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Houston Effort to Silence Uber Supporters Gives Scrappy Company PR Win

It’s been a while since DisCo has reported on Uber, the startup that is known equally for its app that connects passengers with drivers and for doing a remarkable job engaging its users to challenge local governments and incumbent taxi companies.  One of the cities in which Uber is currently facing an existential threat is Houston.

On Sunday, Team Uber Houston wrote a blog post calling Houston to action, including a petition (which was signed by more than 10,000 people) and information on a City Council hearing on Tuesday.  And yesterday, Team Uber Houston put out another post with the shocking information that the City of Houston is trying to silence its citizens.

Please consider this as a formal demand that your client, Uber, cease and desist from transmitting or aiding in the transmission of form e-mails to City officials regarding the adoption of an ordinance to accommodate their enterprise. Despite my informal request to you by telephone on Monday, the excessive number of e-mails has gone unabated, to the point that it has become harassing in nature and arguably unlawful. Failure to cease and desist will be met with appropriate action by the City.

Elected officials censoring their constituents for complaining about an ordinance that affects them is a little bit ironic.  (Their job, in theory at least, is to legislate and serve their constituents… which entails people telling them what they are upset about.)  And by sending Uber this letter, which Uber fortunately publicized, the City of Houston is only further emboldening Uber and its customers to fight for competition.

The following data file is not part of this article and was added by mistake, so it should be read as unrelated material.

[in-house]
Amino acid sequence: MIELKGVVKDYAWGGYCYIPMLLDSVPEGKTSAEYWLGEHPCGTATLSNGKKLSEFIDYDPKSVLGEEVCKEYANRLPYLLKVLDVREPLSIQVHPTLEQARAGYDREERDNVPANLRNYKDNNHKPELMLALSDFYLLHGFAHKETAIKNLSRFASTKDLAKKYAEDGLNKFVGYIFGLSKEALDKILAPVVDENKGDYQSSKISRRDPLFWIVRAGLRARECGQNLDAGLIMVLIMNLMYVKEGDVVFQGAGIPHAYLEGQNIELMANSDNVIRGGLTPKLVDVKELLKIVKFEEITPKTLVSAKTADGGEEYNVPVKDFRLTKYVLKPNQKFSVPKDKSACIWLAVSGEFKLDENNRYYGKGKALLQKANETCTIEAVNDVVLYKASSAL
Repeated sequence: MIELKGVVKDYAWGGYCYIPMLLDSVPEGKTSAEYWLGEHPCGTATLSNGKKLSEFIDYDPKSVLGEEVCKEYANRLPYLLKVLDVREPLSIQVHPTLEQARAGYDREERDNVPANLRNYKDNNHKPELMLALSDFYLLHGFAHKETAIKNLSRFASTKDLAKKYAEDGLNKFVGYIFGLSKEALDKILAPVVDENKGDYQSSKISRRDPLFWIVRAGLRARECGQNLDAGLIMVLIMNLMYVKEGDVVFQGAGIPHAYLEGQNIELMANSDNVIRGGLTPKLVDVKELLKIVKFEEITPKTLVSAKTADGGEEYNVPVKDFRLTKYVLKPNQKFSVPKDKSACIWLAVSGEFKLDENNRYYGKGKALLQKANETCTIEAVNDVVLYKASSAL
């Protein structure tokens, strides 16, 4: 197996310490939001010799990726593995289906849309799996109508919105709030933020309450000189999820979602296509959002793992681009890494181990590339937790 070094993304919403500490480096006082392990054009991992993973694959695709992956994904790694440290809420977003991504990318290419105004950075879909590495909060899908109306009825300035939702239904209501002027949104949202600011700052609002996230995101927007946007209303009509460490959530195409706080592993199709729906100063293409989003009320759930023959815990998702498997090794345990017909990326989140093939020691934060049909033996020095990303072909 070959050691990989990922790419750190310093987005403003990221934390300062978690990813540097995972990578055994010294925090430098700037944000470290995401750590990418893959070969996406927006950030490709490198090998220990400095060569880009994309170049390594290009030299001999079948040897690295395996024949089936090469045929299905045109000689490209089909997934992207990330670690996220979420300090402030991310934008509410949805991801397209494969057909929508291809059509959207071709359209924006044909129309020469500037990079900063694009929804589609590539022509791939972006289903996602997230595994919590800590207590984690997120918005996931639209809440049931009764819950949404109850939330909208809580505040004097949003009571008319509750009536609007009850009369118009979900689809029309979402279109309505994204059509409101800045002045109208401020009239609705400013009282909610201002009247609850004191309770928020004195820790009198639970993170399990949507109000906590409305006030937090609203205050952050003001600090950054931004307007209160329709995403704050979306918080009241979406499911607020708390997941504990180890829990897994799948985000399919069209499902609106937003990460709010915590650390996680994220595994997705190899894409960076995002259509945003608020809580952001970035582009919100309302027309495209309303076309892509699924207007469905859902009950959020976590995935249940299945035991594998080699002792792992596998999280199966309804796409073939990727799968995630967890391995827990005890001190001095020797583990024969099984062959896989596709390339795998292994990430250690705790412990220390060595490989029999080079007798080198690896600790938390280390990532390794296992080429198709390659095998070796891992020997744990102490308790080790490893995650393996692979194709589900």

Some, if not all of society’s most useful innovations are the byproduct of competition. In fact, although it may sound counterintuitive, innovation often flourishes when an incumbent is threatened by a new entrant because the threat of losing users to the competition drives product improvement. The Internet and the products and companies it has enabled are no exception; companies need to constantly stay on their toes, as the next startup is ready to knock them down with a better product.